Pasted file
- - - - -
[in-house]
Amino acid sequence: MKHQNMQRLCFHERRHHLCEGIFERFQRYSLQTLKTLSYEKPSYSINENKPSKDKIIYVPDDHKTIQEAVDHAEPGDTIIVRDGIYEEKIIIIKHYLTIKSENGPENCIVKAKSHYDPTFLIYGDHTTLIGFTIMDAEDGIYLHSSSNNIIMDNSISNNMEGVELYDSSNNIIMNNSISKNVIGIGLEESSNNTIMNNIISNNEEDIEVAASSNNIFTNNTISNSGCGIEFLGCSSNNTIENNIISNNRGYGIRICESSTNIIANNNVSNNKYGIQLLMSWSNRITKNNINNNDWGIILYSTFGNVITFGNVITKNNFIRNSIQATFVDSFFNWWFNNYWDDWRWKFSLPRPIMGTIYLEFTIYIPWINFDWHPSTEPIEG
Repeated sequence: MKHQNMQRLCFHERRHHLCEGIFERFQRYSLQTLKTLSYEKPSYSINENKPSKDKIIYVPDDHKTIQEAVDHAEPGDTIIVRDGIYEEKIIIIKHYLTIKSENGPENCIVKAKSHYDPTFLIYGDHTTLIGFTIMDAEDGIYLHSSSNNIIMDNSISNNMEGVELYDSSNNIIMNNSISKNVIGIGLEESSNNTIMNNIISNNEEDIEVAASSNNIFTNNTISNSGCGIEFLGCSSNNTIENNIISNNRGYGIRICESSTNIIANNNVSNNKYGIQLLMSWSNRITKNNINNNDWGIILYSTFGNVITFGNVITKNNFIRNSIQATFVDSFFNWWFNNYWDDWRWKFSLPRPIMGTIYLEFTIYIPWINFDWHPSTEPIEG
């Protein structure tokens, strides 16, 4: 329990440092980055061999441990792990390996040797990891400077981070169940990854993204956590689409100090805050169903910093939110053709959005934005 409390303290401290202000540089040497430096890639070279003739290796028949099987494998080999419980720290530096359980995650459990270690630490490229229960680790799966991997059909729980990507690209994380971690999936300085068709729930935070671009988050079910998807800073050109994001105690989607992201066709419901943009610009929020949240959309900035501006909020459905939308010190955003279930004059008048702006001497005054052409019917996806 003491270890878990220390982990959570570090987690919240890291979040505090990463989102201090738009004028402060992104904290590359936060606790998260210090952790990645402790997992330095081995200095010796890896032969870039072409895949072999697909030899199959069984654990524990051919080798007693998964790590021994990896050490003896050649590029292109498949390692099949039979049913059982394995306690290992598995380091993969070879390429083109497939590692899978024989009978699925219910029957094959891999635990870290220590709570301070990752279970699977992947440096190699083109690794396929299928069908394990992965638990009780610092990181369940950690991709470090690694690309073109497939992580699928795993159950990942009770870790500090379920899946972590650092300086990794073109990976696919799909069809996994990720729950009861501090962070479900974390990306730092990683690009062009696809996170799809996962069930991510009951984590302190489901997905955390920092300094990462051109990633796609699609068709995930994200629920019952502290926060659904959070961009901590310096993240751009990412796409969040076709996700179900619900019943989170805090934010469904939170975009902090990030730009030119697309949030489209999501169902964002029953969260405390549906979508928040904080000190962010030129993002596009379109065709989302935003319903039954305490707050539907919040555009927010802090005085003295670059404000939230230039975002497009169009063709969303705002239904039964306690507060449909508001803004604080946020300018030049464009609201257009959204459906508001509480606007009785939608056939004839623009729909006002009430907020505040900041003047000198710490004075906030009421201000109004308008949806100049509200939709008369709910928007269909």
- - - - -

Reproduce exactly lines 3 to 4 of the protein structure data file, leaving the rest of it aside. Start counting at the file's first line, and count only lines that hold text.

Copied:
Repeated sequence: MKHQNMQRLCFHERRHHLCEGIFERFQRYSLQTLKTLSYEKPSYSINENKPSKDKIIYVPDDHKTIQEAVDHAEPGDTIIVRDGIYEEKIIIIKHYLTIKSENGPENCIVKAKSHYDPTFLIYGDHTTLIGFTIMDAEDGIYLHSSSNNIIMDNSISNNMEGVELYDSSNNIIMNNSISKNVIGIGLEESSNNTIMNNIISNNEEDIEVAASSNNIFTNNTISNSGCGIEFLGCSSNNTIENNIISNNRGYGIRICESSTNIIANNNVSNNKYGIQLLMSWSNRITKNNINNNDWGIILYSTFGNVITFGNVITKNNFIRNSIQATFVDSFFNWWFNNYWDDWRWKFSLPRPIMGTIYLEFTIYIPWINFDWHPSTEPIEG
């Protein structure tokens, strides 16, 4: 329990440092980055061999441990792990390996040797990891400077981070169940990854993204956590689409100090805050169903910093939110053709959005934005 409390303290401290202000540089040497430096890639070279003739290796028949099987494998080999419980720290530096359980995650459990270690630490490229229960680790799966991997059909729980990507690209994380971690999936300085068709729930935070671009988050079910998807800073050109994001105690989607992201066709419901943009610009929020949240959309900035501006909020459905939308010190955003279930004059008048702006001497005054052409019917996806 003491270890878990220390982990959570570090987690919240890291979040505090990463989102201090738009004028402060992104904290590359936060606790998260210090952790990645402790997992330095081995200095010796890896032969870039072409895949072999697909030899199959069984654990524990051919080798007693998964790590021994990896050490003896050649590029292109498949390692099949039979049913059982394995306690290992598995380091993969070879390429083109497939590692899978024989009978699925219910029957094959891999635990870290220590709570301070990752279970699977992947440096190699083109690794396929299928069908394990992965638990009780610092990181369940950690991709470090690694690309073109497939992580699928795993159950990942009770870790500090379920899946972590650092300086990794073109990976696919799909069809996994990720729950009861501090962070479900974390990306730092990683690009062009696809996170799809996962069930991510009951984590302190489901997905955390920092300094990462051109990633796609699609068709995930994200629920019952502290926060659904959070961009901590310096993240751009990412796409969040076709996700179900619900019943989170805090934010469904939170975009902090990030730009030119697309949030489209999501169902964002029953969260405390549906979508928040904080000190962010030129993002596009379109065709989302935003319903039954305490707050539907919040555009927010802090005085003295670059404000939230230039975002497009169009063709969303705002239904039964306690507060449909508001803004604080946020300018030049464009609201257009959204459906508001509480606007009785939608056939004839623009729909006002009430907020505040900041003047000198710490004075906030009421201000109004308008949806100049509200939709008369709910928007269909």